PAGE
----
Prithviraj Smarak came halfway with a magnificent life-size statue of Prithviraj riding his horse. An inviting stop, it offers a tribute to the awe-inspiring life of the great Chauhan. At only half the height to the top, such a splendid view of the city left me wanting for more. The jeep stopped amongst rusty old brick walls, remnants of the great fort that once stood here. I wanted to explore the site, the witness of more than 1000 years of glorious history, to the hilt. Alas! Not much was left of the old inheritance. There was almost nothing left of the walls, whatever remained was in shambles; still one could sense a pride, a valour emanating from them. Each rock that remained declared that “here ruled one of the greatest warriors of all time – PrithviRaj Chauhan”. Moving to the other side, I found myself at the foot of a giant tower, the same one that I had been noticing from various ends of Ajmer. As I found out, this prominent landmark is the television broadcasting centre for the area. I felt puny, craning my neck to see its top. I slowly moved towards the edge, and standing on the refurbished walls of the fort I looked at Ajmer. And that was one of the most breathtaking views ever.
The whole of Ajmer lay in front of me, bounded by hills on 3 sides– I was standing on one of them, the Jain Temple of Nareli stood on the hill at the opposite end, and on my left, beyond Anasagar, was Nag Parbat that separates Pushkar from Ajmer. Vast Anasagar seemed to lie there nonchalant; an eye-soothing flat bed of water beside the jungle of human establishments with small hillocks hither tither adding to the beauty. Numerous temples, atleast one on each hill top, as well as the great shrine emanating divine light showed me why this city is called the “city of faith, the city of belief”. The serpentine railway tracks could be made out with a train or two disappearing and reappearing behind the hills. The cool breeze at the foothills had turned into a gust at the peak. The afternoon sun, hidden behind the clouds, lit up the valley of Ajmer in a manner which was, for the lack of a better word, perfect.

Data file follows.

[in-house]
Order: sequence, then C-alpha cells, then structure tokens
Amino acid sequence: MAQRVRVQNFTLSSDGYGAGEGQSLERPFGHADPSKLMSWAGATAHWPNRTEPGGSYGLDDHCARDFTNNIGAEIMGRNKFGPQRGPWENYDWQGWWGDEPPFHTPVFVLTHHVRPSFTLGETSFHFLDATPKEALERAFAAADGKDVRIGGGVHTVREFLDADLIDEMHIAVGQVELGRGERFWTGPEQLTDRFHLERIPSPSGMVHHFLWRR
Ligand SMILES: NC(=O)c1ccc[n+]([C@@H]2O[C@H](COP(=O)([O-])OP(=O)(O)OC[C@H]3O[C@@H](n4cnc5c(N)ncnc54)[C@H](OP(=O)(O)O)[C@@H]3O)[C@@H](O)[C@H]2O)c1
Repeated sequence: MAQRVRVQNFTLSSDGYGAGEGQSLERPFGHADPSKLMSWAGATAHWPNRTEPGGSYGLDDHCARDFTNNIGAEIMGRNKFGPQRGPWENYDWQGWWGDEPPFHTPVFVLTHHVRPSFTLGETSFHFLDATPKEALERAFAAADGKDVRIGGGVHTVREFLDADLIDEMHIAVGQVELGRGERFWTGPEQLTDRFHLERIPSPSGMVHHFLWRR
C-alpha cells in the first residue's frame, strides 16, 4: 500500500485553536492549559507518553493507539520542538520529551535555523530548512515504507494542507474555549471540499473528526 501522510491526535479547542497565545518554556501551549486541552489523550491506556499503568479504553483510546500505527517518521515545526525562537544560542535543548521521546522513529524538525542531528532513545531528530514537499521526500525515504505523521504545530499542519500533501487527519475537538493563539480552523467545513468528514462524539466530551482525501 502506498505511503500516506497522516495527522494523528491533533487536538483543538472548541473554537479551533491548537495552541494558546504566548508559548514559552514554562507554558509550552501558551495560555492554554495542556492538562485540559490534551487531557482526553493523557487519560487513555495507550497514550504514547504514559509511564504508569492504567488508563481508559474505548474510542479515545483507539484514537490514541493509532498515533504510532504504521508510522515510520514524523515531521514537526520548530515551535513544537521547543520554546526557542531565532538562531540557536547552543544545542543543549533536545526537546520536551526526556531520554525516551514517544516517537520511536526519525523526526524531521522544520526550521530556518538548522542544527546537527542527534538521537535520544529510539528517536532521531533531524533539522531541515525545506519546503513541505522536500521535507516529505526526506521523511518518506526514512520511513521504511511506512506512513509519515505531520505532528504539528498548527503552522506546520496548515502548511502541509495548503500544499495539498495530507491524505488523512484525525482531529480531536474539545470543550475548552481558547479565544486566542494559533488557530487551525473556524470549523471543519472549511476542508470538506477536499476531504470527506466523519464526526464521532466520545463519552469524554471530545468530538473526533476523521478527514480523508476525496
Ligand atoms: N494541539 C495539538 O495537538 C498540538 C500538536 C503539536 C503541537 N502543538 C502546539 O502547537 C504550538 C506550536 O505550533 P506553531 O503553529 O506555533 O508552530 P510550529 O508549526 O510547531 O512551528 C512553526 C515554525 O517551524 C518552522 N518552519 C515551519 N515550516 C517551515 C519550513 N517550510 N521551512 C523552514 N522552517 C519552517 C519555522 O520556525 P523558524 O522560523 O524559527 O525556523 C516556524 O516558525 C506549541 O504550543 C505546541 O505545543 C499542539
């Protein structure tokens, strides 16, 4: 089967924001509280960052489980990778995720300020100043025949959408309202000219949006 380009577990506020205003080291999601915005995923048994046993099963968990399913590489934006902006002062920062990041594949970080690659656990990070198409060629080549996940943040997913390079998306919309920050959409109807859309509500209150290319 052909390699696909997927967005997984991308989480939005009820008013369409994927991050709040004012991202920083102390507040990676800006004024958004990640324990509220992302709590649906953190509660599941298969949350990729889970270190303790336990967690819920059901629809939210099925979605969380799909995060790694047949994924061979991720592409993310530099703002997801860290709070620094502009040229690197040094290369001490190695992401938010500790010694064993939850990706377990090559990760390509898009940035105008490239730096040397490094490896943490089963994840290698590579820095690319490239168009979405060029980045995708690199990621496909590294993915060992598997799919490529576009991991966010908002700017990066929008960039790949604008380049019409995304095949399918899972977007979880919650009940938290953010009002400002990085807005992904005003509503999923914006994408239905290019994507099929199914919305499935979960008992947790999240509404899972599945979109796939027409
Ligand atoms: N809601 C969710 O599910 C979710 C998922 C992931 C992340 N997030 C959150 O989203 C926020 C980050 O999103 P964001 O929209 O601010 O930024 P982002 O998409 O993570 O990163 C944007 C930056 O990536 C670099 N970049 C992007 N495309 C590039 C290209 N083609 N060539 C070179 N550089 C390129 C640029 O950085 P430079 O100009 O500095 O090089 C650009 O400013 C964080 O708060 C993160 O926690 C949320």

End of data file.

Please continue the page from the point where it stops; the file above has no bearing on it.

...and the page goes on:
That evening sitting in the courtyard of Bajranggarh I loooked down at Anasagar; it had looked peaceful from Taragarh but from this near I could see that the lake was bustling with activity. Night had fallen, and Ajmer – lit up with light and life – offered a peace that soothed my tired body from within. Hanuman’s temple on the top of the hillock beside Anasagar lake, Bajranggarh offered some nectar for the spirit. Ajmer taught me to accept people with love. The symbol “?” created by lamps on a distant hill seemed to be asking whether my trip was successful? Did I gain some food for thought? Did I feel blessed? An enigmatic smile appeared on my lips, I looked up – YES! God knew my answer.